- Investigested together the new Oxfam/Konbite Sante WASH point 100m from their site - providing hand washing training, ORS (1 box daily at each point) and as from tomorrow treated water from communal tank. 

- Gave them the contact number of Action Sainitaire to link with their psych team
- Contacted Oxfam to ask them to provide further WASH training so they can provide it to their clients.
- Contacted CBM to consider applyication of funding for Day Centre Project

Tuesday, November 16, 2010

Riots in Cap Haitien

As many of you are aware, there were some very violent demonstrations and riots in Cap Haitien yesterday.

Cacooned inside my downtown apartment I had a very acute awareness of what was going on.  By 10am the streets were crowded.  People running in hoards through the nearby square towards the MINUSTAH.  Shouting was constant, chanting and gunfire every few minutes throughout the day until about 10pm.

When the odd mob would pass my apartment  I would see my curious Haitien neighbours quickly close their doors and  return inside for safety.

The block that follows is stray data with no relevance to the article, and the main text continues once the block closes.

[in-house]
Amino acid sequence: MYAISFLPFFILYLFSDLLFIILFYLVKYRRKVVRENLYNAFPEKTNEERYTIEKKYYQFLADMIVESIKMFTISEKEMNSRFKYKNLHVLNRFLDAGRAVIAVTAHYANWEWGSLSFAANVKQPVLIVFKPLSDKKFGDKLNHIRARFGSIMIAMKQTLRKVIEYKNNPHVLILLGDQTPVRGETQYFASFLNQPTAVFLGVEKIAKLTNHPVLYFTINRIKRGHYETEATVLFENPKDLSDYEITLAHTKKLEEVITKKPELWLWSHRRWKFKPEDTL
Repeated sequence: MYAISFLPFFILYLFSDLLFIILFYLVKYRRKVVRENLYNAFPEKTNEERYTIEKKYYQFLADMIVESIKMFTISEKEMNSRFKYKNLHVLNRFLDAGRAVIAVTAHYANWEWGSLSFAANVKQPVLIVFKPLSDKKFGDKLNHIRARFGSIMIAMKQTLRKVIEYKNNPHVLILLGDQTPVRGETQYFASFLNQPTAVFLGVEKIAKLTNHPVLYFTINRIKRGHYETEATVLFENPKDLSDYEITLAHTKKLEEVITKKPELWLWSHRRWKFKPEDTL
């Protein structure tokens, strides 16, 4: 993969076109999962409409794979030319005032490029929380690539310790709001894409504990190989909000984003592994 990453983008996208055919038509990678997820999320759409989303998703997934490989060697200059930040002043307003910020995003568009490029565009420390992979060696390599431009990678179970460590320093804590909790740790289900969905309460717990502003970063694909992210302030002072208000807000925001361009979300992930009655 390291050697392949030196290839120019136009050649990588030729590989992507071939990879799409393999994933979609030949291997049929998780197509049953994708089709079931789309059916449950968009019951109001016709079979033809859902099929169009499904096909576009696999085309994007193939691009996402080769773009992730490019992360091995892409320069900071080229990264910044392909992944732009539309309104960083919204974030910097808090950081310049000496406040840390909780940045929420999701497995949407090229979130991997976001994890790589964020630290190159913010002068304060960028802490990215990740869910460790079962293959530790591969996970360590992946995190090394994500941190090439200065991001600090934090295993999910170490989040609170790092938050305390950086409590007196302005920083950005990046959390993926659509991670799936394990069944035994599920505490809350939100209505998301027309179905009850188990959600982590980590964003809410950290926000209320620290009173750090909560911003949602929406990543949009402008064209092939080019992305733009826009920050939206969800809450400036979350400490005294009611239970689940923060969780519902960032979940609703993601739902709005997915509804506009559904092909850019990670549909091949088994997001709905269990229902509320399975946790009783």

Vehicles would occasionally charge up the road, must have been about 40-50mph: very fast given the state of the roads and the amount of people on the streets.

There were many reports of rocks and other missiles being thrown with no specific target.  Barricades have been put up all over the town, with no access to enter or leave the town other than by foot up until recently.  I was also informed that the MINUSTAH eventually made the decision to evacuate themselves from town last night.

Reports by Al Jazeera and BBC Latin America say that at least one man was shot dead as an act of defense by the UN.  At least 10 others were injured and are being treated at Justinien Hospital, as was reported on the local news last night.